Apart from effectiveness issues, translation of research into practice still takes a lot of time. There are claims that translation of only 14% of new health-related scientific discoveries to clinical practice takes an average of 17 years. Ioannidis et al. examined 101 promising claims of new discoveries with clear clinical potential that were reported in major basic science journals between 1979 and 1983; only five resulted in interventions with licensed clinical use by 2003 and only one had extensive clinical use.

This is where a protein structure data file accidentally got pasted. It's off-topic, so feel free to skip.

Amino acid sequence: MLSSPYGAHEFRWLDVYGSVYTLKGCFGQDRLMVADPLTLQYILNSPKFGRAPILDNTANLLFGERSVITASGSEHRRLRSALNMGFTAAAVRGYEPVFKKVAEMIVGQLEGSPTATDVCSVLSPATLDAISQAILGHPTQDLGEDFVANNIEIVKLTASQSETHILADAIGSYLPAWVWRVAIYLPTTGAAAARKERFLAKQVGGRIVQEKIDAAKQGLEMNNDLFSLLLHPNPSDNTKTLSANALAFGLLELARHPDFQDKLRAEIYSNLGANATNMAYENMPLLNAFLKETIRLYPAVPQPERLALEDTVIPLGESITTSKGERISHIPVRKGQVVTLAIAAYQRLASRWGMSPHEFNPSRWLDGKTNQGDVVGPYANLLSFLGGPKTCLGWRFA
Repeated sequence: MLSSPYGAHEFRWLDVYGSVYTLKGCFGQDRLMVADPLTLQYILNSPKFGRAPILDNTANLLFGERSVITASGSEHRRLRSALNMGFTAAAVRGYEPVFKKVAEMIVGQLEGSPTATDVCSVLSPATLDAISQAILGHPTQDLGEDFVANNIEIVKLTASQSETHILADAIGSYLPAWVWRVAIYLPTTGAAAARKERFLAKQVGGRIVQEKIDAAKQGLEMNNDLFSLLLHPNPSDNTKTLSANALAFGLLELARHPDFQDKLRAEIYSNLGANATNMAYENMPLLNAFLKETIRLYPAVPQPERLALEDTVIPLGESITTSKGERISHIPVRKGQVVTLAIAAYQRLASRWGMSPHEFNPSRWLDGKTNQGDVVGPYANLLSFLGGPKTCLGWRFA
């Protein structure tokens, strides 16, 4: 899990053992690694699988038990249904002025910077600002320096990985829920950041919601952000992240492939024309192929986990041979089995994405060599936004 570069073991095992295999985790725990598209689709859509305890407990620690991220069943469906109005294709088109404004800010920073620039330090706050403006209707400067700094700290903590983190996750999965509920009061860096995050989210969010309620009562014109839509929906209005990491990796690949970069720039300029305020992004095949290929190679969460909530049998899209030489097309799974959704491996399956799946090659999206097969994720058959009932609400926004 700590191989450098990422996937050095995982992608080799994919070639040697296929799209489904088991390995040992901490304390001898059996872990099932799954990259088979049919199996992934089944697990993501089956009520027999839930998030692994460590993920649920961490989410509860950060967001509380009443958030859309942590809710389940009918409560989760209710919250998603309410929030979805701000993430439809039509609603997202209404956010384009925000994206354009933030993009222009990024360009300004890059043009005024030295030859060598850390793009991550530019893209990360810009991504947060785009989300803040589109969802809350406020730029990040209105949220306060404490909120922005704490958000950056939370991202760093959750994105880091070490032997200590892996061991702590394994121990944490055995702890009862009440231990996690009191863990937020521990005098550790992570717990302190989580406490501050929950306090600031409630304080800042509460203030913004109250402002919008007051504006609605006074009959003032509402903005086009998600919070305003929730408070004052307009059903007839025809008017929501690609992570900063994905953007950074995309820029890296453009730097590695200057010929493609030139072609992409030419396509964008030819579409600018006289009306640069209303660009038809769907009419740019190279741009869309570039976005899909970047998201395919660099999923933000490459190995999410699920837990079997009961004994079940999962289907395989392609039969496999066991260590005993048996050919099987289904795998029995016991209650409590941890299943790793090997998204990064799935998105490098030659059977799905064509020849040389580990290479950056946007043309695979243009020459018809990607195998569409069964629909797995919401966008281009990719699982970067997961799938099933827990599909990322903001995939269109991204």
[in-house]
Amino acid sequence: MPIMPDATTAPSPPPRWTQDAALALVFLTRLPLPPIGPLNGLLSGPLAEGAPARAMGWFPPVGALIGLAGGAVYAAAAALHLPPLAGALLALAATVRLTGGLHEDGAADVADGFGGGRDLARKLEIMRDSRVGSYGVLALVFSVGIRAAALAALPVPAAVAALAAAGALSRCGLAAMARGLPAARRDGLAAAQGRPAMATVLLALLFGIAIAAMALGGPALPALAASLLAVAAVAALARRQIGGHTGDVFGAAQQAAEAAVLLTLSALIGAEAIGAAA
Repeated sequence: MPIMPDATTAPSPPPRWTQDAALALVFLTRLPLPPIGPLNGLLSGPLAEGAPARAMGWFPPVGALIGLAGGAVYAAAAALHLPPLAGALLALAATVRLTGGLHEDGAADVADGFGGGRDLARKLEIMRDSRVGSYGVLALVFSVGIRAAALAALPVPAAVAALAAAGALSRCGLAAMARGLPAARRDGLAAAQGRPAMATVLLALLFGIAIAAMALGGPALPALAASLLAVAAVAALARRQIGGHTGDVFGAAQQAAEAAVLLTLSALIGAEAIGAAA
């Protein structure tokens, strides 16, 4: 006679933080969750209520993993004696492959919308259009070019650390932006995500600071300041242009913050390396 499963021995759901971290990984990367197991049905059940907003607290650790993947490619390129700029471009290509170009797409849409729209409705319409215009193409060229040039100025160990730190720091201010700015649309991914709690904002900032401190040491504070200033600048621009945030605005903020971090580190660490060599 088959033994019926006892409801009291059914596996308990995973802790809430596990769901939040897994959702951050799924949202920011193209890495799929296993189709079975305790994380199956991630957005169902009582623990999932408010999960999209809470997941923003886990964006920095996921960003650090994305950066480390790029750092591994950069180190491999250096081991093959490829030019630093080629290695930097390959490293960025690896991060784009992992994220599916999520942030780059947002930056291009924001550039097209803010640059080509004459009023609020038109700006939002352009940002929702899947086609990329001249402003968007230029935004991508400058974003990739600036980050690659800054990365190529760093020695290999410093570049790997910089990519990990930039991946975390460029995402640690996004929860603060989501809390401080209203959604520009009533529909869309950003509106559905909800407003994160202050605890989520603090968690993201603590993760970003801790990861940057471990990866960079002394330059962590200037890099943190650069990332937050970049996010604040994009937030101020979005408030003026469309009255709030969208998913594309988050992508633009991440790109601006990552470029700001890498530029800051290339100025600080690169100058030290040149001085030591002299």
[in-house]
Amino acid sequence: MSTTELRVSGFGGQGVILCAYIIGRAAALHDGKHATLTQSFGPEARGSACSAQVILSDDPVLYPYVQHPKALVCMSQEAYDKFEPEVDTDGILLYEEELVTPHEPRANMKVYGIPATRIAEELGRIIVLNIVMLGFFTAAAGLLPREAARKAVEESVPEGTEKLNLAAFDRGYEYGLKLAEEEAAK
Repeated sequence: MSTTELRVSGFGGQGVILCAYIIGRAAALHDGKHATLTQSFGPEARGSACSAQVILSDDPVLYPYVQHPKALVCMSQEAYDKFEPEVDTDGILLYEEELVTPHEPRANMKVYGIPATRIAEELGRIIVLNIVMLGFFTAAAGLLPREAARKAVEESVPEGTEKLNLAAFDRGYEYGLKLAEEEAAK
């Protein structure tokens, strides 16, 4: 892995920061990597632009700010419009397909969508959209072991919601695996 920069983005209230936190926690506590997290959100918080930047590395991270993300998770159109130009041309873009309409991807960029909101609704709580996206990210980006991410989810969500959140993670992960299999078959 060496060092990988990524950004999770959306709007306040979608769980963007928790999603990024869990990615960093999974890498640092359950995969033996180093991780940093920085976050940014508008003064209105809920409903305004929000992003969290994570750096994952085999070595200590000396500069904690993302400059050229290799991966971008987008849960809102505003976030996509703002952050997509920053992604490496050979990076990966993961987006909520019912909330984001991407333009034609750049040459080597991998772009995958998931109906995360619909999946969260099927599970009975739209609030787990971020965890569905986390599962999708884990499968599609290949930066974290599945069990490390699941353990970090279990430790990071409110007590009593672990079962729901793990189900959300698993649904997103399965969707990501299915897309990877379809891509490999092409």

Translational research is cumulative. To improve its performance and reduce unnecessary delays, acquiring insight into the process and performance assessment can add value. This means assessing performance in cancer centers against a set of predetermined criteria of the economy, efficiency, and effectiveness of that organization in conducting translational research (adapted from the Organisation for Economic Cooperation and Development definition)  with the purpose of supporting continuous improvement and transparent accountability at multiple organizational levels. This would help address delays by identifying areas for improvement, including innovation transfer management, organizational administration of research projects, incentive mechanisms to motivate researchers, and communication strategies between researchers and other key stakeholder groups. These areas can promote multidisciplinary collaboration that in turn can speed the rate at which basic research discoveries eventually become clinically viable health technologies.